Isma'iliyas) particularly about the present Isma'iliyas and He responded
them all sufficiently and accurately.
I then asked Him a few questions about Azalis and He immediately
always referring to them as Yahya'ian and never calling them Azalis.
"It is rumored in Iran," I further queried, "that in accordance with
Excellency's instructions, the remains of the Bab has been moved from
vicinity of Tihran to the mountain of Carmel overlooking [the city of]
and is now buried there. Is this true?" Clearly and explicitly He
in such a year (and now I cannot recall the exact year that He
took care of this matter."
After discussing various matters, He kept me for lunch which among
things included a very delicious broth [Per. Abgusht] that contained
garbanzo beans -- a very rare item in Paris.
On several more occasions, either in His residence or in the house of
and his wife, Mrs Barney-Dreyfus, I had lunch or dinner with `Abbas
until I left Paris.
During the same time that in Paris I attained the presence of
his honored Siyyid Hasan-i Taqizadeh, the former Ambassador of Iran to
British Isle, was also in town and he too went to meet Him, and with
respect and honor was received. Now in Tihran, I have asked him to
paper whatever he may recall of those meetings to be included in these
Yadgar journal, and he, with his customary desire to assist such worthy
scholarly causes, has accepted my request and prepared the following
which appear exactly as he penned.
Details of the Meeting of Aqay-i Taqizadeh with `Abdu'l-Baha
It was towards the end of 1911 that I arrived in Paris from Istanbul,
had been staying since the beginning of February of that year. I made
journey at the request of Haji `Ali Quli-Khan-i Sardar Is`ad-i
stayed only a short while (perhaps about two or three weeks) and during
time I travelled to London for a few days, but returned to Paris from
subsequently returned back to Istanbul. These days coincided with the
ultimatum issues by the Russian government against the Iranian regime
dismissal of the American Mr. Shuster which resulted in the horrible
of Tabriz and the hanging of the Thiqatu'l-Islam on `Ashura 1330 [10
corresponding to December 31, 1911, that I heard about upon arrival at
During my stay at Paris, one day in accordance with a previous
went to see `Abbas Effendi `Abdu'l-Baha, the leader of the Baha'is.
Though I do
not recall the exact date, but it was at the same time that the Russians
issuing ultimatums to Iran, one morning I was received by Him [`Abud'l-
at His residence, an exquisite building (which was said to have been
Him for four thousands franks, that is, 160 British gold pounds).
From the hallway I was lead into a large sitting room which apparently
as His formal receiving room and where He delivered His talks. From
went further to a smaller room that served as His bedroom, and it was
that He graciously received me and we spoke until about noon.
Meanwhile, a crowd had gathered in the larger room in anticipation of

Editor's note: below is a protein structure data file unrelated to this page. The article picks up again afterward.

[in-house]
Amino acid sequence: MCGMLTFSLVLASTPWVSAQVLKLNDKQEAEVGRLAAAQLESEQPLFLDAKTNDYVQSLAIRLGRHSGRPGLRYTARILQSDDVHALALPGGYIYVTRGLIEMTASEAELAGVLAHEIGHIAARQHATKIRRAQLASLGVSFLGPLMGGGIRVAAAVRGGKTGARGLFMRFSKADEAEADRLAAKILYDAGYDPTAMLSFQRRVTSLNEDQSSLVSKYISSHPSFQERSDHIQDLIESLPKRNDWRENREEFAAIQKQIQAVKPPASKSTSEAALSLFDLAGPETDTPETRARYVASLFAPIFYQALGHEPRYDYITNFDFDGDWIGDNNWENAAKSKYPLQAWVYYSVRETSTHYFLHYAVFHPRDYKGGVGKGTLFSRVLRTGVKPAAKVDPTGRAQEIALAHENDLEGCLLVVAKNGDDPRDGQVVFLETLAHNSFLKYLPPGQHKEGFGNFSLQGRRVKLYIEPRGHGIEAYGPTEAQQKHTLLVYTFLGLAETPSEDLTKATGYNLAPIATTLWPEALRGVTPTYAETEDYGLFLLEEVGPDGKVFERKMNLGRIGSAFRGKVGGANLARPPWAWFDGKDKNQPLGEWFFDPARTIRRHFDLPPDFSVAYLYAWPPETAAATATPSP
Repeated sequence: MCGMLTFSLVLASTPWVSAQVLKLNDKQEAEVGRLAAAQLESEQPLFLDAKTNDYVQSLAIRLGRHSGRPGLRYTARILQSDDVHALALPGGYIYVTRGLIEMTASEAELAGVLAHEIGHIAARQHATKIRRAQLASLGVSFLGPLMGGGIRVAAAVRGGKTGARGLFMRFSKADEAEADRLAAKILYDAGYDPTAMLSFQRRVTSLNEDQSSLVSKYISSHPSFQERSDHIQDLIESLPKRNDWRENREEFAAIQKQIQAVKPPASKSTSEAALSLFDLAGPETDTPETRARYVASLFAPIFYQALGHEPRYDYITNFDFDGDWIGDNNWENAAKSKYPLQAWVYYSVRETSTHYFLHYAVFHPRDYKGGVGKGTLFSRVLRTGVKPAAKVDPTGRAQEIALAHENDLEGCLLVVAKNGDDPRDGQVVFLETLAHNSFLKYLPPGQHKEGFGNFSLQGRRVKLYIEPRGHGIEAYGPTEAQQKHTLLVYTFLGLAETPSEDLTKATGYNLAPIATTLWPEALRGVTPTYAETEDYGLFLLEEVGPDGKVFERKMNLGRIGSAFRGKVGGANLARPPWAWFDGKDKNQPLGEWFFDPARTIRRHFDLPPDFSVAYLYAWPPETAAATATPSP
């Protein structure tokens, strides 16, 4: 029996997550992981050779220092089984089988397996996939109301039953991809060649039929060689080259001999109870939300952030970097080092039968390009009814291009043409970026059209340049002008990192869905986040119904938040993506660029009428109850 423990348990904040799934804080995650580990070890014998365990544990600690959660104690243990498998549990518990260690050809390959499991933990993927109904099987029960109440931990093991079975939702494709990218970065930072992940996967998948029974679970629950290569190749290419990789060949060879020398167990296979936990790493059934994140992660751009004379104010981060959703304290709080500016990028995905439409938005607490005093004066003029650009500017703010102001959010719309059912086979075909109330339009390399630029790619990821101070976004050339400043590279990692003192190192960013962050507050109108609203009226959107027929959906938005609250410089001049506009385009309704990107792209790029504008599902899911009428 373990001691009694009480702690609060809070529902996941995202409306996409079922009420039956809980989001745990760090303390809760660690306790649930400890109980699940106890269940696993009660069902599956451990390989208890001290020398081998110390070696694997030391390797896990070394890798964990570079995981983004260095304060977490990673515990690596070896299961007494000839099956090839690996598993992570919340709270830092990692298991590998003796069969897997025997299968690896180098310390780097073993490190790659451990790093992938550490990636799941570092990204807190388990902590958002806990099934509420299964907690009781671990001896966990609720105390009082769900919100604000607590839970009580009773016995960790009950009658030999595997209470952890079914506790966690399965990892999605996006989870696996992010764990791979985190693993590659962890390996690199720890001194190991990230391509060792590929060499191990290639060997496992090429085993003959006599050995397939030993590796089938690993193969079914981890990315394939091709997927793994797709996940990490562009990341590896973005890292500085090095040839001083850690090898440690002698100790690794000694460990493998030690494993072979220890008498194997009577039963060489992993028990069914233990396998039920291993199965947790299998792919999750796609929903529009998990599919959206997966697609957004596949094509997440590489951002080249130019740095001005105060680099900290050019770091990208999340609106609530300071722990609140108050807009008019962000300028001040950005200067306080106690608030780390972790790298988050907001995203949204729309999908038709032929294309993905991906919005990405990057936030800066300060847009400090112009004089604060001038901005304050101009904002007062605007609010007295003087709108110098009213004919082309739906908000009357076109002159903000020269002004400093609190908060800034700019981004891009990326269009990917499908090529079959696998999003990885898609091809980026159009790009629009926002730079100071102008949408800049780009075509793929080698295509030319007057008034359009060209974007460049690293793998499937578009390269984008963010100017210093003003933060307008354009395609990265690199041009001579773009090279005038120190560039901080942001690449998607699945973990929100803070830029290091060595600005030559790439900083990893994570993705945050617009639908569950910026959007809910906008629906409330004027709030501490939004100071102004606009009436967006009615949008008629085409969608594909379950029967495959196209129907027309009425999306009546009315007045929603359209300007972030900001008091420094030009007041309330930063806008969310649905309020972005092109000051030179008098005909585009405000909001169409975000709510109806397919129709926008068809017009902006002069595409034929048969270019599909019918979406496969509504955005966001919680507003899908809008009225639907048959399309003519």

audience with Him, and as it was getting late, Mr. Deryfus, a Jewish
and a close companion of His, came into the room and standing with hands
his breast said: "People are waiting." `Abdu'l-Baha did not pay much
to him and only replied "Fine," and continued to converse with me.
From what I recall of the conversation, one topic was that I asked Him:
what I have heard, You desire establishment of freedom in Iran, and as
it not proper that Your followers, in accordance with Your command and
necessary, aid and assist those (non-Baha'i) elements promoting
freedom, such as in the elections, etc.?" He replied that: "In
prefer freedom as it is one of the Divine blessings and pleases God.
this is not because freedom helps with the diffusion and propagation of
Cause, as it is the opposite, namely, Our Cause grows better in a
environment." What I have noted is the essence of His utterance as I do
recall the exact words.
A few days later, Mirza Asadu'llah (dressed as a traditional [Muslim]
clergy) in company of Mirza `Azizu'llah Khan-i Varqa (who worked at the
Russian Bank in Tihran) and both were among `Abdu'l-Baha's companions came
to see me bearing an affectionate message from `Abdu'l-Baha. They stated:
"The Master wishes you to join Him for dinner one night." I agreed and went
there at the appointed evening. When Mirza Asadu'llah and `Azizu'llah Khan
had come to see me, they had spoke of `Abdu'l-Baha deep love for Iran and
its independence, and has said: "The Master is constantly inquiring as to
what is reported in the newspapers as He is worried about the Russian
ultimatum." (I suspect that they said such things as these people [ie.
Baha'is] speak to each person depending on his interests so to attract
hearts, and since they had noted my love and commitment for Iran which has
consumed my whole being, they emphasized this aspect of the Master's
interest. Of course, it may well be very possible that `Abdu'l- Baha indeed
desired the independence of Iran.)
The night that I went to `Abdu'l-Baha's house for dinner was rainy and when
I left my residence at about 8 p.m. it was difficult to locate transportation,
and as such I was a little tardy to arrive (about 8:15 or 8:30) and found